The reason that methanol poisoning is so dangerous is because of its toxicity is due to its metabolic products. This can cause a build up of acid in the blood, blindness and even death. 

Here is a breakdown on the different health conditions associated with methanol ingestion: 

  • Neurological: headache, dizziness, agitation, amnesia, decreased level of consciousness including coma, and seizure.
  • Gastrointestinal: Vomiting, nausea, abdominal pain, diarrhea
  • Ophthalmologic: Blurred vision, sensitivity to light, visual hallucinations (misty vision, skin over the eyes, snowstorm, dancing spots, flashes), partial to total loss of vision. Fixed dilated pupils are a sign of severe exposure to methanol.
  • Other: Kidney failure, blood in the urine and muscle death at the cellular level. 



How to tell if Methanol Poisoning may be Fatal


Of course, any case of even suspected methanol poisoning is a reason to go to the hospital. Signs that poisoning may be fatal include a fast heart rate, a slow heart rate and increased respiration. 



The Apple Palsy Hangover 


hangover methanol poisoning


While freeze distilling a spirit that has been previously distilled is dangerous, there are still risks of over consumption. 


This is because it is essential to consider the risk of overconsumption when drinking a more concentrated version of your original spirit. 


While previously distilled spirits may have trace amounts of methanol, by increasing the concentration of your spirit you are also increasing the concentration of methanol. 


This type of consumption can lead to particularly strong hangovers. In fact, since these hangovers are so tied with the consumption of AppleJack they have their own special nickname “apple palsy”. 


An apple palsy hangover is an especially strong hangover coupled with severe headaches.  These symptoms are caused by both the consumption of methanol as well as the consumption of fusel alcohols. 


With all the risks associated with freeze distillation, we do suggest that you only try this type of distillation with spirits that have been previously distilled and fractionated either by yourself or a commercial distiller. 


Popular options for distilling are apple cider, wine or beer. 


Legal status of freeze distillation

As freeze distillation is technically making a concentrate of an already distilled beverage, it does not fall into the same category as distilling. This is good news as many worry about the legality of freeze distilling in their area. 

While the legality of distilling varies from state to state and country to country, it is important to note that while it may be called freeze distillation, it is actually simply concentrating previously distilled spirits. 

Check out Is Moonshine Illegal?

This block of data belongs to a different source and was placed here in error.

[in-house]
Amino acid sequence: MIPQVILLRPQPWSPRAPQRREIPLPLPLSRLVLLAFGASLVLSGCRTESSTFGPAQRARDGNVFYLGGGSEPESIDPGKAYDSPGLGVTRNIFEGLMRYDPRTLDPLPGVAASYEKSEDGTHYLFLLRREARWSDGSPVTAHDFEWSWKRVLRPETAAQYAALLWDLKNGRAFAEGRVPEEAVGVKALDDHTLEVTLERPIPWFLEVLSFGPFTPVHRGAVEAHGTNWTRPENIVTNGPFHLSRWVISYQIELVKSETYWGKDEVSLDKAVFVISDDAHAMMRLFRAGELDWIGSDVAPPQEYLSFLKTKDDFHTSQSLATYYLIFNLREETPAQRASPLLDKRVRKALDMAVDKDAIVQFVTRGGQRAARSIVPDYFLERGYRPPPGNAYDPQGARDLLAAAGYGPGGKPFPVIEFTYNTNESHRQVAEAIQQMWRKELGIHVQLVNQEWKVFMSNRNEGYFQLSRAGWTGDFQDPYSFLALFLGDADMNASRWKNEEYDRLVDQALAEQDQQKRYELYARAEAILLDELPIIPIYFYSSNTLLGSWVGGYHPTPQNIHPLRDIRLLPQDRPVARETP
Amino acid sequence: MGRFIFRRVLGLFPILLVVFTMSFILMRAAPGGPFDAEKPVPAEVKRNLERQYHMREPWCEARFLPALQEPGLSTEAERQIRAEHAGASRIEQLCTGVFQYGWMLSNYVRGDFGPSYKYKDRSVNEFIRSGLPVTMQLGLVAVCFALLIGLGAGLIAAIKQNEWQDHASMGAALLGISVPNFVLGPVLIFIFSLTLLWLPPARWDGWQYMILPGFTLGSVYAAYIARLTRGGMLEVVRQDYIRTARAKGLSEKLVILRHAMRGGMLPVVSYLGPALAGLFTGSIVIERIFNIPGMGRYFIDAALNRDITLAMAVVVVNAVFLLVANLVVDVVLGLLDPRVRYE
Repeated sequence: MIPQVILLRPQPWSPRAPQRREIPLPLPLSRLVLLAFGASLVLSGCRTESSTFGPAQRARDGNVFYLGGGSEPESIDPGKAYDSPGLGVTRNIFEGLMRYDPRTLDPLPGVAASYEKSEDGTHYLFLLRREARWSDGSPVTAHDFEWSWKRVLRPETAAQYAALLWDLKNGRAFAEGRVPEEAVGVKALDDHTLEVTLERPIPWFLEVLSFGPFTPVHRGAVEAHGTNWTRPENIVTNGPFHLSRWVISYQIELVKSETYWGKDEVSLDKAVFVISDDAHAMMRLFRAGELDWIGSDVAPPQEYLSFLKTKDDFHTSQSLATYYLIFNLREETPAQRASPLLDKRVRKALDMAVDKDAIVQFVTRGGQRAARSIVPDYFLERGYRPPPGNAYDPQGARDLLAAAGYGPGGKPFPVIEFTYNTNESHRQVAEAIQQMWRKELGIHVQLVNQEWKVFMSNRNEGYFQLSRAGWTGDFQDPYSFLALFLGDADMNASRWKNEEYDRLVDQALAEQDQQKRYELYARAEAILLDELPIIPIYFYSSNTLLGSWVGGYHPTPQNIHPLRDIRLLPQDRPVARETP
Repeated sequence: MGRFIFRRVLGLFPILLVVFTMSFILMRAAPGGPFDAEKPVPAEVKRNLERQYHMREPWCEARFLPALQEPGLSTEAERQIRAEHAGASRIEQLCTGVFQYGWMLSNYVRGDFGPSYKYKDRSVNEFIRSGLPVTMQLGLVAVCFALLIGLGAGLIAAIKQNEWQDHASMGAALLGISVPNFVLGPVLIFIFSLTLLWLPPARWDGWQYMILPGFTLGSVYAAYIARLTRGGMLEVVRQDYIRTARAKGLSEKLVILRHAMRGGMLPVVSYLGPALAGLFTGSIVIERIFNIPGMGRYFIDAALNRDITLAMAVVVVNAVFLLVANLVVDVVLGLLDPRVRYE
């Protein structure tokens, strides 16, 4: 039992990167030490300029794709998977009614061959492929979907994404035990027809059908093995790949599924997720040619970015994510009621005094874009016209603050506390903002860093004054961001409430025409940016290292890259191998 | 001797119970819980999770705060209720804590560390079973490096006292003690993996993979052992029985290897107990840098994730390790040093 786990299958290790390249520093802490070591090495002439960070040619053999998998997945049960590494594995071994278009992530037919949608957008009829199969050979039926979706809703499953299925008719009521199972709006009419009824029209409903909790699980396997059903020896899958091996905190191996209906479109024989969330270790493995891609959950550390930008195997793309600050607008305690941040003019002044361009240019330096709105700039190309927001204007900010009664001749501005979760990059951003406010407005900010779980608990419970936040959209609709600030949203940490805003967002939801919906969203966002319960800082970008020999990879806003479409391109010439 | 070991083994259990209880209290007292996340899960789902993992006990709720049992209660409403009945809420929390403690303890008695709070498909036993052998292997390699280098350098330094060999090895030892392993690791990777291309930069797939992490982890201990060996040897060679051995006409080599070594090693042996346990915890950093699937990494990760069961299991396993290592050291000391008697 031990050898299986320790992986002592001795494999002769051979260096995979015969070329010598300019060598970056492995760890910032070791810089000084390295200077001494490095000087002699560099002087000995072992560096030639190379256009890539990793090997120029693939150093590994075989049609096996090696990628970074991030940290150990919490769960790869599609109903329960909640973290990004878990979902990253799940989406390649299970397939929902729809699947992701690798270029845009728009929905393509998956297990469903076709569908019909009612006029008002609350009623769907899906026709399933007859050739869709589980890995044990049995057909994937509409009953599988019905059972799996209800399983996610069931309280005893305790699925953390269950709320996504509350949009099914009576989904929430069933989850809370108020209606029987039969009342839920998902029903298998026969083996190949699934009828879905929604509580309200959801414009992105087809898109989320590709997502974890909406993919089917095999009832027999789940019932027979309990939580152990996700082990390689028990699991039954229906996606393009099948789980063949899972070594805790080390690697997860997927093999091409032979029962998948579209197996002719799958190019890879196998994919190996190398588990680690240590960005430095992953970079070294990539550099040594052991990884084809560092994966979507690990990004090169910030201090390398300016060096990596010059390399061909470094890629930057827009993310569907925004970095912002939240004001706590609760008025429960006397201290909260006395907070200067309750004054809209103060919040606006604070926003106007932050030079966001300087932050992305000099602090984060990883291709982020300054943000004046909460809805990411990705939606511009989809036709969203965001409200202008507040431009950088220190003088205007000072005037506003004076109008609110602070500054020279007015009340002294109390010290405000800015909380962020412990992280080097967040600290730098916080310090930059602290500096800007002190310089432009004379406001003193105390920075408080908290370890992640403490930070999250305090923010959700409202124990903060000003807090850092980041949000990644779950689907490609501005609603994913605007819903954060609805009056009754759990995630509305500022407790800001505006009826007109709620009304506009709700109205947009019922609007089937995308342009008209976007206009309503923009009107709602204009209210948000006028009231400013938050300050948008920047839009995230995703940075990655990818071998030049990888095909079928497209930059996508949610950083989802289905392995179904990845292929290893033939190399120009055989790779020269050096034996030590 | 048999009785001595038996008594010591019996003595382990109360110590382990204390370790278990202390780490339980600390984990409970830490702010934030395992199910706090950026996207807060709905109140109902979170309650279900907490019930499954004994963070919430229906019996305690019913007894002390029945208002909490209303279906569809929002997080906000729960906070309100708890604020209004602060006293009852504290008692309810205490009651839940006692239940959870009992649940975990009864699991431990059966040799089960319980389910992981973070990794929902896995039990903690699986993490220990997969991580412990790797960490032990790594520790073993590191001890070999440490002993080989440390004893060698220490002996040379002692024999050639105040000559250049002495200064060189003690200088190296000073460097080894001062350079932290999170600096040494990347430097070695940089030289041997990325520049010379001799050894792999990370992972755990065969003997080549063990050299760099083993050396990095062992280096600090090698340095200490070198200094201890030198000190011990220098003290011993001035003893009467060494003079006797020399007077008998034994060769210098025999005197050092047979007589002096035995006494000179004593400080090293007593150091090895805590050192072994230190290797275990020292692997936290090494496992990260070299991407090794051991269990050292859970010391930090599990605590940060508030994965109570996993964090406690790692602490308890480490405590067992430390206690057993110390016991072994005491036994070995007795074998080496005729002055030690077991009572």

Of course, you can still run into trouble if you are attempting to sell your finished product or allow minors to consume your finished product. 


Freeze distillation: A step-by-step guide to make fortified wine


brandy fortified wine


A popular option for freeze distillation is what is known as fortified wine. This is a great option for freeze distillation as not only will the alcohol level be increased, but so will the flavor of the wine. 

In fact, many also use a traditional still to fortify wine into brandy. It is a great way to turn cheap wine into a delicious and flavorful brandy. 


It is important to always keep in mind that when your wine is distilled it is much easier to over consume. Not only do you have to consider the amount of ethanol you are consuming, you have to consider that while there are only minimum amounts of methanol in wine, you are still consuming a larger amount of it. 

With these cautions in mind, we are happy to share the steps in order to freeze distill wine with you. 

This process will turn a bottle of wine into about 13 oz of brandy or fortified wine.

How to Freeze Distill Wine




Add the contents of a bottle of wine into a vessel that will allow for expansion. This may mean that you use a larger vessel with lots of room to grow. 

Rose wine works well for freeze distillation but you can also use red or white. 

Place the vessel in your freezer. Chest freezers work well for this but a regular freezer can also be used as long as the freezer is  0°F (-18°C).

Allow the wine to freeze for a full day so it becomes a solid mass of ice. 

Remove from the freezer and allow to slowly defrost in the fridge.

As the mass begins to melt, pour the liquid into another glass collection vessel such as a mason jar. 

Check the progress and empty the liquid every 30 to 60 minutes until the ice block is colorless. Discard the block of ice. 

It is possible to repeat the process several times to increase the concentration of your brandy. 


Is Freeze Distilling Safe? 

While freeze distilling may seem like an attractive alternative to using a still, it carries many more potential dangers. 

While the process of freeze distillation is straightforward, there is an essential step missing-fractioning. 

While this step is not important when using freeze distillation with previously distilled spirits such as wine or cider, it is important if freeze distillation is used as an alternative to traditional distillation. 

Fractioning is an important step during distillation to remove potentially dangerous elements from your mash, especially methanol, which can cause health complications and even death. 


This is why we suggest using freeze distillation along with a traditional craft still in order to make delicious spirits at the comforts of home. 


When it comes to a great craft still option, we recommend our Magnum. Not only is this still our biggest, it also has many great features for making moonshine. 



One of these is the upper valve that can be opened during distillation. This allows much of your foreshots to actually evaporate before they are even in liquid form. This makes fractionating even easier. 

Of course, our Magnum is also a great option because it has dual vapor chambers to help increase the ABV as well as copper coils to neutralize any sulfur in the mash. 

Why wait? Get yourself a great quality craft still and start shinin’. 


whiskey moonshine copper still